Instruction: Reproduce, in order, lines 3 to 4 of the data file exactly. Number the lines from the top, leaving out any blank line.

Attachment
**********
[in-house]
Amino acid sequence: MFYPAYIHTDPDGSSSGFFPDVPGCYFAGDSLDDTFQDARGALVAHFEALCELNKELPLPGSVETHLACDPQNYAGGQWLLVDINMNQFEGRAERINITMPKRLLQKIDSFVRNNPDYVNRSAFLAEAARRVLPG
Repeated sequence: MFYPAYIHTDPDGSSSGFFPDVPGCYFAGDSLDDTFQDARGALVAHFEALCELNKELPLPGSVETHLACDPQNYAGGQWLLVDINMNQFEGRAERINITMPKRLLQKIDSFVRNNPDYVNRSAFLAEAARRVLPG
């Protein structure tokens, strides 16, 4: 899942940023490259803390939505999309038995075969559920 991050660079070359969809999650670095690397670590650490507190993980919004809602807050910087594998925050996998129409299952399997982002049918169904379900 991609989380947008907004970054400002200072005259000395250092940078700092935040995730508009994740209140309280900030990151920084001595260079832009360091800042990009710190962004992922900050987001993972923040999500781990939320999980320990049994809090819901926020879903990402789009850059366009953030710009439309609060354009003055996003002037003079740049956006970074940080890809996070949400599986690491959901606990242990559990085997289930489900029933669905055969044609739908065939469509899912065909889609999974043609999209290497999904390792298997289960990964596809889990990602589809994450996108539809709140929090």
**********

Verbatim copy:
Repeated sequence: MFYPAYIHTDPDGSSSGFFPDVPGCYFAGDSLDDTFQDARGALVAHFEALCELNKELPLPGSVETHLACDPQNYAGGQWLLVDINMNQFEGRAERINITMPKRLLQKIDSFVRNNPDYVNRSAFLAEAARRVLPG
């Protein structure tokens, strides 16, 4: 899942940023490259803390939505999309038995075969559920 991050660079070359969809999650670095690397670590650490507190993980919004809602807050910087594998925050996998129409299952399997982002049918169904379900 991609989380947008907004970054400002200072005259000395250092940078700092935040995730508009994740209140309280900030990151920084001595260079832009360091800042990009710190962004992922900050987001993972923040999500781990939320999980320990049994809090819901926020879903990402789009850059366009953030710009439309609060354009003055996003002037003079740049956006970074940080890809996070949400599986690491959901606990242990559990085997289930489900029933669905055969044609739908065939469509899912065909889609999974043609999209290497999904390792298997289960990964596809889990990602589809994450996108539809709140929090």